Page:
Governments in recent decades have employed public disclosure strategies to reduce risks, improve public and private goods and services, and reduce injustice. In the United States, these targeted transparency policies include financial securities disclosures, nutritional labels, school report cards, automobile rollover rankings, and sexual offender registries. They constitute a light-handed approach to governance that empowers citizens. However, as Full Disclosure shows these policies are frequently ineffective or counterproductive. Based on a comparative analysis of eighteen major policies, the authors suggest that transparency policies often produce information that is incomplete, incomprehensible, or irrelevant to the consumers, investors, workers, and community residents who could benefit from them. Sometimes transparency fails because those who are threatened by it form political coalitions to limit or distort information. To be successful, transparency policies must place the needs of ordinary citizens at centre stage and produce information that informs their everyday choices.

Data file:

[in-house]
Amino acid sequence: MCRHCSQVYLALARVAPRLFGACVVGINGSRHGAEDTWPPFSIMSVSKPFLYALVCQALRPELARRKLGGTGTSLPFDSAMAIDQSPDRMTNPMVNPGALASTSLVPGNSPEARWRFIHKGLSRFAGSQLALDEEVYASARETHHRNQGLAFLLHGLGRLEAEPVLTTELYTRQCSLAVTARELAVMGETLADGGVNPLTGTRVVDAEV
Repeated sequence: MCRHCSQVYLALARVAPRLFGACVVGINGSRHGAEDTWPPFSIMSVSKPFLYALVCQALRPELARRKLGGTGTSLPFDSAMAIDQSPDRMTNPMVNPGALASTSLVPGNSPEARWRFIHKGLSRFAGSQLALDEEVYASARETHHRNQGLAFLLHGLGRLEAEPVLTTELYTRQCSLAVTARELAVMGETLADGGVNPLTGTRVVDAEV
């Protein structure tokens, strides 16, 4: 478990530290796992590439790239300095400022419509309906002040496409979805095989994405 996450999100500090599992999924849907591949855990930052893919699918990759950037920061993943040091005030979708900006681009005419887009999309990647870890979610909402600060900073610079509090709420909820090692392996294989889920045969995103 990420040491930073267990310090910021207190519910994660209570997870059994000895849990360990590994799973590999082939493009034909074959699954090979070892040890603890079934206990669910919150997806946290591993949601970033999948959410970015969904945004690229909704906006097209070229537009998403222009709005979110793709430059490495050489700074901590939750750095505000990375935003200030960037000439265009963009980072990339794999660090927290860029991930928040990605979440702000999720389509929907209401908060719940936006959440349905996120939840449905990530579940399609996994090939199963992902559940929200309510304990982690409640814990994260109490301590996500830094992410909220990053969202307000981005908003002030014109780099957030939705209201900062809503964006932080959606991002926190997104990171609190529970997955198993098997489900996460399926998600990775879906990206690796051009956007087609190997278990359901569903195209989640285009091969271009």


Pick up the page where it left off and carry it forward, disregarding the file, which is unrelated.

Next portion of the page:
Archon Fung is Associate Professor of Public Policy at Harvard's John F. Kennedy School of Government. His research examines the impacts on public and private governance of civic participation, public deliberation, and transparency. He has authored three books, including Empowered Participation: Reinventing Urban Democracy (2004); three edited collections; and more than fifty articles appearing in journals such as the American Political Science Review, Political Theory, Journal of Political Philosophy, Politics and Society, Governance, and Journal of Policy and Management. Mary Graham is a Research Fellow at Harvard's John F. Kennedy School of Government. Her research focuses on the use of information strategies to foster social change, the politics of public information, innovative approaches to health and safety regulation, and new trends in environmental policy. She is the author of Democracy by Disclosure (2002) and The Morning After Earth Day (1999). Graham has written for the Atlantic Monthly, Financial Times, Environment magazine, Issues in Science and Technology, Brookings Review, and other publications. David Weil is Professor of Economics and Everett W. Lord Distinguished Faculty Scholar at Boston University School of Management. His research spans the areas of labor market policy, industrial and labor relations, occupational safety and health, and regulatory policy. He has published widely in these areas and has also served as advisor to the U.S. Department of Labor, the Occupational Safety and Health Administration, and other government agencies. He has written two other books (including the award-winning A Stitch in Time: Lean Retailing and the Transformation of Manufacturing, 1999) and his articles have appeared in numerous journals including the RAND Journal of Economics, Industrial and Labor Relations Review, Harvard Business Review, and the Journal of Policy Analysis and Management.